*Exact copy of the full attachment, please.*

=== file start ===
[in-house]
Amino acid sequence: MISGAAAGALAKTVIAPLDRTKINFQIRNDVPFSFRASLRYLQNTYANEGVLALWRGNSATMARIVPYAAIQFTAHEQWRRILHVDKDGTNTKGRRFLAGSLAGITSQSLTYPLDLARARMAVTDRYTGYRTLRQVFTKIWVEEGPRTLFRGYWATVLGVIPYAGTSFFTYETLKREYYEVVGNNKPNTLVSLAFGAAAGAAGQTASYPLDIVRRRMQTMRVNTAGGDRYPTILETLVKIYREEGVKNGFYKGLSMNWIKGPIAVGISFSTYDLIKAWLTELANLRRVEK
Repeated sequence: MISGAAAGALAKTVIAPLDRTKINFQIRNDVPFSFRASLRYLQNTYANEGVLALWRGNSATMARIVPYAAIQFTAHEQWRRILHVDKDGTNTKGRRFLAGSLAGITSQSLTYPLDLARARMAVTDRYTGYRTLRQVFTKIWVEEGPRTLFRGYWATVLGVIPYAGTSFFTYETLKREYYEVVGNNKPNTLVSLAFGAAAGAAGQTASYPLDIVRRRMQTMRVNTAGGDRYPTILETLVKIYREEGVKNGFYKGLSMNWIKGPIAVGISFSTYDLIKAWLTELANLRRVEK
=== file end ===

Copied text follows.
[in-house]
Amino acid sequence: MISGAAAGALAKTVIAPLDRTKINFQIRNDVPFSFRASLRYLQNTYANEGVLALWRGNSATMARIVPYAAIQFTAHEQWRRILHVDKDGTNTKGRRFLAGSLAGITSQSLTYPLDLARARMAVTDRYTGYRTLRQVFTKIWVEEGPRTLFRGYWATVLGVIPYAGTSFFTYETLKREYYEVVGNNKPNTLVSLAFGAAAGAAGQTASYPLDIVRRRMQTMRVNTAGGDRYPTILETLVKIYREEGVKNGFYKGLSMNWIKGPIAVGISFSTYDLIKAWLTELANLRRVEK
Repeated sequence: MISGAAAGALAKTVIAPLDRTKINFQIRNDVPFSFRASLRYLQNTYANEGVLALWRGNSATMARIVPYAAIQFTAHEQWRRILHVDKDGTNTKGRRFLAGSLAGITSQSLTYPLDLARARMAVTDRYTGYRTLRQVFTKIWVEEGPRTLFRGYWATVLGVIPYAGTSFFTYETLKREYYEVVGNNKPNTLVSLAFGAAAGAAGQTASYPLDIVRRRMQTMRVNTAGGDRYPTILETLVKIYREEGVKNGFYKGLSMNWIKGPIAVGISFSTYDLIKAWLTELANLRRVEK